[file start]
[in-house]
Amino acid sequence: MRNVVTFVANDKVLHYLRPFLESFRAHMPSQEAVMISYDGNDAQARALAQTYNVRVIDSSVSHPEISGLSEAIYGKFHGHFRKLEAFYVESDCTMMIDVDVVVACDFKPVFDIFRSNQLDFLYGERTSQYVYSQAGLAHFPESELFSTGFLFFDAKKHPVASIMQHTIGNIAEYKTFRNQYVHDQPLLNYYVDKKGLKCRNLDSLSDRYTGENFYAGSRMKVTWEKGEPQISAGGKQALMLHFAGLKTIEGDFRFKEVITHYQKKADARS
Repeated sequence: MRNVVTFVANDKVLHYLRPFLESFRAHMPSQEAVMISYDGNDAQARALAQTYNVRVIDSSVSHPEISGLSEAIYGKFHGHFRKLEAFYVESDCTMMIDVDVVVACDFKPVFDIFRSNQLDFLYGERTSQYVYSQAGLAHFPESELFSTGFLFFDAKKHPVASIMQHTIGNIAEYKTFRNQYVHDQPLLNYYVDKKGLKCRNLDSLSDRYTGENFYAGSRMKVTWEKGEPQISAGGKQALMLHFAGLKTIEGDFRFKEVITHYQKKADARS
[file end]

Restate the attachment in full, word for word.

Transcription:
[in-house]
Amino acid sequence: MRNVVTFVANDKVLHYLRPFLESFRAHMPSQEAVMISYDGNDAQARALAQTYNVRVIDSSVSHPEISGLSEAIYGKFHGHFRKLEAFYVESDCTMMIDVDVVVACDFKPVFDIFRSNQLDFLYGERTSQYVYSQAGLAHFPESELFSTGFLFFDAKKHPVASIMQHTIGNIAEYKTFRNQYVHDQPLLNYYVDKKGLKCRNLDSLSDRYTGENFYAGSRMKVTWEKGEPQISAGGKQALMLHFAGLKTIEGDFRFKEVITHYQKKADARS
Repeated sequence: MRNVVTFVANDKVLHYLRPFLESFRAHMPSQEAVMISYDGNDAQARALAQTYNVRVIDSSVSHPEISGLSEAIYGKFHGHFRKLEAFYVESDCTMMIDVDVVVACDFKPVFDIFRSNQLDFLYGERTSQYVYSQAGLAHFPESELFSTGFLFFDAKKHPVASIMQHTIGNIAEYKTFRNQYVHDQPLLNYYVDKKGLKCRNLDSLSDRYTGENFYAGSRMKVTWEKGEPQISAGGKQALMLHFAGLKTIEGDFRFKEVITHYQKKADARS